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US Supreme court a court or a political body ?

Discussion in 'Off-Topic' started by otago, Mar 30, 2012.

  1. otago

    otago Chieftain

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    To us from the Commonwealth it is surprising how Americans seem to be happy with a so called court that acts as a political body.
    Judges who are appointed by either Republican or Democratic Presidents whom then it seems are expected to do the bidding of the party that got them sitting on the bench, Bush versus Gore being a case in point, in other countries the Florida election Presidential 2000 would have been declared null and held again.

    Some argue that US law is mainly taken from English Common Law, so could any one name the political leanings of any of the judges on the English supreme court, a hint , they were appointed when Labour a liberal party was in power.

    If the US Supreme court is a political body should they be elected for four years at a time by the voters ?

    US judges going on book tours to sell books, now that is different, I doubt if a English Queen's Counsel would be touring selling a book he/she wrote.
     
  2. kramerfan86

    kramerfan86 Chieftain

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    There is no way to make the court neutral, either they will reflect the voters bias or their selector's bias.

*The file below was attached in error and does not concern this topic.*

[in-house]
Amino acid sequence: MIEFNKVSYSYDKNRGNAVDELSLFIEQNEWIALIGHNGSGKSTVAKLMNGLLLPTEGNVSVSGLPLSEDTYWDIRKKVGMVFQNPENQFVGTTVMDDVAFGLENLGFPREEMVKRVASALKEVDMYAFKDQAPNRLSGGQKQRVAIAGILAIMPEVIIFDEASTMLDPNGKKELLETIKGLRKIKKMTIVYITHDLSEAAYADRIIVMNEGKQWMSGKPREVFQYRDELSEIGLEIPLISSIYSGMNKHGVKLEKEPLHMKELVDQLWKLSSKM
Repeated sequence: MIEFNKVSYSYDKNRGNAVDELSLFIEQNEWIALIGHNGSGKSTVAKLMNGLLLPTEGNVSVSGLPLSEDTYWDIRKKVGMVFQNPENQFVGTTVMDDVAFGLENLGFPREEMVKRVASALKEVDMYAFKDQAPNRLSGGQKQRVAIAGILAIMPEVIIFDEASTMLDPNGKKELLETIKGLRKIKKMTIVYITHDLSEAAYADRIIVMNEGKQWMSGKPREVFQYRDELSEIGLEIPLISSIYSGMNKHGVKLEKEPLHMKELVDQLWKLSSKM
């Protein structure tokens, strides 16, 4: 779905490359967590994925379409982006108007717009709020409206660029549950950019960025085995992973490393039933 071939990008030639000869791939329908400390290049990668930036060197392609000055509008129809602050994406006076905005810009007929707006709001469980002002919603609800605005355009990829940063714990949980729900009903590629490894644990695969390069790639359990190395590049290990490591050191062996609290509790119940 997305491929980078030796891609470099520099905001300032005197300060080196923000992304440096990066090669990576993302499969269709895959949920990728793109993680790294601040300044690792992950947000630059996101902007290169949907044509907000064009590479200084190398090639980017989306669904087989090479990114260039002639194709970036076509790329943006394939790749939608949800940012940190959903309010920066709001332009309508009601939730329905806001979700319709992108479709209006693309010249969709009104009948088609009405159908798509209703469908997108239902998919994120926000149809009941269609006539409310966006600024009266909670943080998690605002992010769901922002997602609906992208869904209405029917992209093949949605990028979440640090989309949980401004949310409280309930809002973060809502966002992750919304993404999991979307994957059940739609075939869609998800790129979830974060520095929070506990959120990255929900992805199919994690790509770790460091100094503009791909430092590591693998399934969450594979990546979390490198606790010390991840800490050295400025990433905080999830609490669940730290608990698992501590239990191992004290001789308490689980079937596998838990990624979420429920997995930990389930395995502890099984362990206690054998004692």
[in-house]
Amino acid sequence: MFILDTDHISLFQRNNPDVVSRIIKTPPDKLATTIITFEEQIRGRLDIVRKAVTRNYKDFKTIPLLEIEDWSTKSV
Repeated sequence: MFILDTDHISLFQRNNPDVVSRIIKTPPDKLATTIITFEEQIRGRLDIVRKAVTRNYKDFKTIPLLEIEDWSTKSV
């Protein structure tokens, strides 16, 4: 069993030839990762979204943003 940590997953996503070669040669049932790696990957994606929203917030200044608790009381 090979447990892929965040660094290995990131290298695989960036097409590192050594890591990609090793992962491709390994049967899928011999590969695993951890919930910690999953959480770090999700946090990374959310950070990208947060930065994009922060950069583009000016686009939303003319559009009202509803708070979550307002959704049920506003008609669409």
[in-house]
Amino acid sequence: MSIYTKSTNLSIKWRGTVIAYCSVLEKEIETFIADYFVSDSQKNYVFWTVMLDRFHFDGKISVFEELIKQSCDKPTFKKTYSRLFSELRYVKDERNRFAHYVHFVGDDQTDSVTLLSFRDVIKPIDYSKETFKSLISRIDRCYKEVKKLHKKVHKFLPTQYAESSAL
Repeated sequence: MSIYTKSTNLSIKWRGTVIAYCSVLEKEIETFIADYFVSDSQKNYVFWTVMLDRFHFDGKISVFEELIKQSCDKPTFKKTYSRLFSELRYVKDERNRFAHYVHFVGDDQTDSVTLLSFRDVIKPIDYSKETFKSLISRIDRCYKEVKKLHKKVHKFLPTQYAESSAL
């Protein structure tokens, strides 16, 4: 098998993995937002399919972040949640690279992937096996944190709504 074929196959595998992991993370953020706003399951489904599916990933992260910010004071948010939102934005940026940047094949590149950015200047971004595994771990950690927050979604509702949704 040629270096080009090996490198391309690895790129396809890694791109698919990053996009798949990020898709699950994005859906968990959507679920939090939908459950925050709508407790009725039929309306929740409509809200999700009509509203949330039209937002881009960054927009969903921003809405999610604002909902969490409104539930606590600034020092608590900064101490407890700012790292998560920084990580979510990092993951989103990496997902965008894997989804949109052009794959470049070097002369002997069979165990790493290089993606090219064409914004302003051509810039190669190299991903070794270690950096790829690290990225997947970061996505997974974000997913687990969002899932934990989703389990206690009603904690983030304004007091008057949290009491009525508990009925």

3. stormerne

    stormerne is just a Retired Moderator

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    I sympathize with the OP. Having immigrated to the US in 2009, I was surprised at the lack of an independent judiciary, such as I was used to in the UK. Sadly, I think universal healthcare is likely to happen here before an independent judiciary does, so I'll not be holding my breath in either case.
     
  4. timtofly

    timtofly One Day

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    It was supposed to be entirely netrual. It was supposed to be a check and balance against the other two: Presidential and the Legislative (Two Houses (One representing the people and the other the states)). It was supposed to be partial to the constitution and protect the rights of the people.

    We all know that after 180 years what is supposed to keep happening, never does.
     
  5. otago

    otago Chieftain

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    So would you say the English Supreme court would have a liberal bias because they were chosen when Labour was in power ?
     
  6. tycoonist

    tycoonist Chieftain

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    As if Labour were actually liberal...
     
  7. Traitorfish

    Traitorfish The Tighnahulish Kid

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    Neoliberal is technically a kind of liberal.
     
  8. Crezth

    Crezth 話說天下大勢分久必合合久必分

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  9. BvBPL

    BvBPL Pour Decision Maker

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    I don't know how people get the idea that any court is supposed to be neutral. They aren't. The court system of the English speaking world is based on an adversarial system of confrontation. The US Supreme Court takes this to its logic end game by creating a forum wherein ideas, laws, and what not can be directly challenged and defended by skilled litigators overlooked by justices who seek out any weakness in arguments.
     
  10. Leoreth

    Leoreth 心の怪盗団 Moderator

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    Sure, but there's a difference between left- or right-leaning judges and complete partisanship. It's completely intolerable that 8 of 9 votes are set in every issue simply by ideology and not judicial expertise.